In cell biology, protein kinase A (PKA) is a family of enzymes whose activity is dependent on cellular levels of cyclic AMP (cAMP). PKA is also known as cAMP-dependent protein kinase (EC 18.104.22.168). PKA has several functions in the cell, including regulation of glycogen, sugar, and lipid metabolism. It should not be confused with 5'-AMP-activated protein kinase (AMP-activated protein kinase).
|cAMP-dependent protein kinase (Protein kinase A)|
|PDB structures||RCSB PDB PDBe PDBsum|
Protein kinase A, more precisely known as adenosine 3',5'-monophosphate (cyclic AMP)-dependent protein kinase, abbreviated to PKA, was discovered by chemists Edmond H. Fischer and Edwin G. Krebs in 1968. They won the Nobel Prize in Physiology or Medicine in 1992 for their work on phosphorylation and dephosphorylation and how it relates to PKA activity.
PKA is one of the most widely researched protein kinases, in part because of its uniqueness; out of 540 different protein kinase genes that make up for human kinome, only one other protein kinase, casein kinase 2, is known to exist in a physiological tetrameric complex, meaning it is made up of four subunits.
The diversity of mammalian PKA subunits was realized after Dr. Stan McKnight and others identified four possible catalytic subunit genes and four regulatory subunit genes. In 1991, Susan Taylor and colleagues crystallized the PKA Cα subunit, which revealed the bi-lobe structure of the protein kinase core for the very first time, providing a blueprint for all the other protein kinases in a genome (the kinome).
When inactive, the PKA holoenzyme exists as a tetramer which consists of two regulatory subunits and two catalytic subunits. The catalytic subunit contains the active site, a series of canonical residues found in protein kinases that bind and hydrolyse ATP, and a domain to bind the regulatory subunit. The regulatory subunit has domains to bind to cyclic AMP, a domain that interacts with catalytic subunit, and an auto inhibitory domain. There are two major forms of regulatory subunit; RI and RII.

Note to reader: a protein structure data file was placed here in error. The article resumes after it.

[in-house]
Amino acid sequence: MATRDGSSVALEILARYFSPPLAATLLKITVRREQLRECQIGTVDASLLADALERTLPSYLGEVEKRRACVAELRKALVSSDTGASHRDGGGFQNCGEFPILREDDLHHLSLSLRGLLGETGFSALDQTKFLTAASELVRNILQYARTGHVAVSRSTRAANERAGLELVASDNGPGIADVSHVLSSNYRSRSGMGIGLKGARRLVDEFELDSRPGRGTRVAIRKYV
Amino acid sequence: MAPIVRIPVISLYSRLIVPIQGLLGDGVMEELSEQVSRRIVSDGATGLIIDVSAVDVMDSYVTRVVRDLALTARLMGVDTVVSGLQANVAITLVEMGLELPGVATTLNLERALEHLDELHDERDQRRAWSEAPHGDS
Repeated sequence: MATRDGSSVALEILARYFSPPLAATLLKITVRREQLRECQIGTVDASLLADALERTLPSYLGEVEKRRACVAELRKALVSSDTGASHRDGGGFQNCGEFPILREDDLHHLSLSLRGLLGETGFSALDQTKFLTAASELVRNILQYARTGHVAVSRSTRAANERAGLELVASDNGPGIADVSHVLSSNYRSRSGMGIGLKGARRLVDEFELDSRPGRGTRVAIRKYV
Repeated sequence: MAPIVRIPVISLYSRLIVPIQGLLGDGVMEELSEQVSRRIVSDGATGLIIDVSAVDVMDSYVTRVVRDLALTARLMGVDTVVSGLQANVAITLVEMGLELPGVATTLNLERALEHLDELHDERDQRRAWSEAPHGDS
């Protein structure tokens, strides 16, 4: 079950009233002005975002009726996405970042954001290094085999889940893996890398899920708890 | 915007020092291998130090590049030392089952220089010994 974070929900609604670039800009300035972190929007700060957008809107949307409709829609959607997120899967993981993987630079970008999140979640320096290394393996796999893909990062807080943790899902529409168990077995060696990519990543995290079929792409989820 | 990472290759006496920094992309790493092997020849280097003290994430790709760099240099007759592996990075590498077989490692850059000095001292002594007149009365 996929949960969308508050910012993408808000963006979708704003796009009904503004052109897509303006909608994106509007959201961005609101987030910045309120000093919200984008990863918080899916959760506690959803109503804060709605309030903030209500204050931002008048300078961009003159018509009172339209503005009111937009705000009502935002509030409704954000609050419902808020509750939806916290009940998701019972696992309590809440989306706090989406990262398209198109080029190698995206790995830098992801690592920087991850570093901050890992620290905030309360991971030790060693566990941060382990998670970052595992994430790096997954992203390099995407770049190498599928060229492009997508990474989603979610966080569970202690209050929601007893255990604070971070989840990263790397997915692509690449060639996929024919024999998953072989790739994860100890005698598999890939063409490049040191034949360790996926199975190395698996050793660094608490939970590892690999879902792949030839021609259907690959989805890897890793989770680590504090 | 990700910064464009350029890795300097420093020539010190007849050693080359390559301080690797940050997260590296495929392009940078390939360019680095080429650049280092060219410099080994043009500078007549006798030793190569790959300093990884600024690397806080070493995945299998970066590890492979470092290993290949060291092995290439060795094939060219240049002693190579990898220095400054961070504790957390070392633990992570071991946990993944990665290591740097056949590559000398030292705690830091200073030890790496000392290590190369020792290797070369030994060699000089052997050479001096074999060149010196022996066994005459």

Mammalian cells have at least two types of PKAs: type I is mainly in the cytosol, whereas type II is bound via its regulatory subunits and special anchoring proteins, described in the anchorage section, to the plasma membrane, nuclear membrane, mitochondrial outer membrane, and microtubules. In both types, once the catalytic subunits are freed and active, they can migrate into the nucleus (where they can phosphorylate transcription regulatory proteins), while the regulatory subunits remain in the cytoplasm.
The following human genes encode PKA subunits:
PKA is also commonly known as cAMP-dependent protein kinase, because it has traditionally been thought to be activated through release of the catalytic subunits when levels of the second messenger called cyclic adenosine monophosphate, or cAMP, rise in response to a variety of signals. However, recent studies evaluating the intact holoenzyme complexes, including regulatory AKAP-bound signalling complexes, have suggested that the local sub cellular activation of the catalytic activity of PKA might proceed without physical separation of the regulatory and catalytic components, especially at physiological concentrations of cAMP. In contrast, experimentally induced supra physiological concentrations of cAMP, meaning higher than normally observed in cells, are able to cause separation of the holoenzymes, and release of the catalytic subunits.